We proceeded to "Start Safari" and were asked to say "Jambo" ("Hello" in Swahili in case you were wondering) into the microphone. Successfully done (Diego acknowledges this by praising the child in Spanish - "muy bien!" meaning "very good!"), the view then changes to a telescope, and you use the stylus to hit the on screen arrows and shift the view up/down/left or right until a mountain comes into view.
You move to the next stage by tapping on the mountain with the stylus (the DS buttons are largely superfluous - everything can be done with the stylus). Diego's rescue pack then morphs into a hot air balloon, which you are instructed to inflate by blowing into the microphone.
Each successful action is praised with a big splash screen featuring Diego and the words "Muy Bien!" In bold letters. Once you arrive at the mountain, you are put on the safari track, which is essentially a linear trail with directional arrows, on which the six or seven types of mini-games - as well as various wildlife - regularly pop up on the way to your goal.
These mini-games involve a series of other activities, all involving directional arrows and tapping the touch screen with the stylus to make things happen. It seems most things, like clearing debris, digging, blowing up balloons, or playing a drum to give a zebra back its stripes etc need to be done three times to complete the task.
In games where you are asked to clear rocks, branches, and other obstructions, a useful template is provided at the bottom of the screen, onto which the child must drop the corresponding item (big rock on big rock, small branch on small branch and so on).
Progress is periodically interrupted by the Magician, who appears flying overhead, directing the child to a mini-game that involves choosing the best place to hide. After successfully evading the baddie, you are returned to where you were on the safari track.
Whenever you come into the general vicinity of the various wildlife, you are encouraged to take a photo - with "Click" the camera - by centring the animal on the lower screen using directional arrows and tapping the creature with the stylus. You don't have to be totally accurate, it seems as long as a majority of the animal is in view, the game allows you to take the photo. This picture then gets filed in the aforementioned Safari Book. When you take the picture, the animal disappears from the main screen, so it's easy to tell the ones that are left. You don't need to get all the animals photographed to finish the main story.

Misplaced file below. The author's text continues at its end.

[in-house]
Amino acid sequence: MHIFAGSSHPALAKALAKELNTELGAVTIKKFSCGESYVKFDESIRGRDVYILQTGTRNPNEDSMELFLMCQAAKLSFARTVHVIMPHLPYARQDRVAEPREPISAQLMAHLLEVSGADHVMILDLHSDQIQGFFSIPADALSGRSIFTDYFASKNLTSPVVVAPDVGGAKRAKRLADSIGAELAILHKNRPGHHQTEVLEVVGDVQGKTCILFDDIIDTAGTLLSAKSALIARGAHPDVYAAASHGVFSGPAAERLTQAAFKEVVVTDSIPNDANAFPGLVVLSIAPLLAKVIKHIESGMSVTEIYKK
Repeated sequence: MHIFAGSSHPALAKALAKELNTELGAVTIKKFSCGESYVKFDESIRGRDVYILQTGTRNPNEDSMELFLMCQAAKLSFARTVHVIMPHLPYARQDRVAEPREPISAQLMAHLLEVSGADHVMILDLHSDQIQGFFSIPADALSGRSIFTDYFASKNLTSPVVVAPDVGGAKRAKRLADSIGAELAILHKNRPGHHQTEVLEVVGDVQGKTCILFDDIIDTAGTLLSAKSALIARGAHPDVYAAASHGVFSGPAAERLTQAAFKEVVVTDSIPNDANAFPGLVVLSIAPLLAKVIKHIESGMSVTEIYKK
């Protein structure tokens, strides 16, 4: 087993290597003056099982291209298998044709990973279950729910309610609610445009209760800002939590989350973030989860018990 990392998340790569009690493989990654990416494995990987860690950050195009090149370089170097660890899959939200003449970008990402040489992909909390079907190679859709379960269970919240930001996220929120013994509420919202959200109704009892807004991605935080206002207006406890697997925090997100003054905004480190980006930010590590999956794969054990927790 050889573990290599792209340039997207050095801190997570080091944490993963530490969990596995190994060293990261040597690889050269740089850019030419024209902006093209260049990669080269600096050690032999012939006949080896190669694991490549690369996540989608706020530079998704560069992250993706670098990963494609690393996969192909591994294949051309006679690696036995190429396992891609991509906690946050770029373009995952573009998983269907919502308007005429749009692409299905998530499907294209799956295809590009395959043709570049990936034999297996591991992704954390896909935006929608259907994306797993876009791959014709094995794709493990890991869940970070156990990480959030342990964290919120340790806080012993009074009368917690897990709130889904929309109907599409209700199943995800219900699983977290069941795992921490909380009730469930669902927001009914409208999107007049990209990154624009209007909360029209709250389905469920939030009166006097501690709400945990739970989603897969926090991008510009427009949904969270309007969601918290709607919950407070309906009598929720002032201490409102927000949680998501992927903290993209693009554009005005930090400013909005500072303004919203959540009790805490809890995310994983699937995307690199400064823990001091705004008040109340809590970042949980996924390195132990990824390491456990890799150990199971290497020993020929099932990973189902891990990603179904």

There is no real difficulty to completing the tasks and they get quite repetitive for older children (and adults - I was pining for the tedious, if hypnotic, monotony of Baby TV at one point). I would imagine kids over the age of five would get bored quite quickly. A lot of verbal and visual guidance is given throughout (for instance, directional arrows tell you where to go within the mini games and Diego always tells you what to do, so there is not much in the way of independent problem-solving)
There is a fair bit of Spanish used throughout (counting to ten, colours, etc.) but it is almost always accompanied by its English equivalent. The game is also interspersed with various factoids linked to the mini-games. For instance, when Baby Jaguar gets too hot at one point in the game, Diego tells us that elephants use their ears to keep cool, and the game segues into a mini-game where you have to blow into the microphone to cool Baby Jaguar off. Some of the games also use shape matching to help players along (as mentioned above).
We completed the game together in about half an hour, as my daughter wanted to photograph every animal along the way (you can ignore them if you want) but the main story can be finished in less than 20 minutes. Since then, my daughter plays this every now and again, dipping in and out of the mini-games, but showing no inclination to complete the adventure from start to finish. As such, as we hold all the DS cartridges - for fear of her losing them - it hasn't served its intended purpose. It barely holds her interest for more than ten minutes, before we are invariably hassled for something else in our little games library.
In comparison to games aimed at this age range, we have found it to be poor value, as there is limited re-playability and our daughter has got bored of it quite quickly since the initial shine wore off it. In contrast we have two or three other titles she adores and plays all the time, and, even allowing for her preferences, this comes a poor and neglected third.
That said, it's probably a fairly decent first game for a three year old, as it doesn't require any reading skills and the game basically plays itself with limited input from the player. However, the idea that someone could pay almost £30 for this is laughable and a little obscene. I think under a tenner would be about fair value for it.
© Hishyeness 2009 - previously published on Ciao.co.uk under the same username.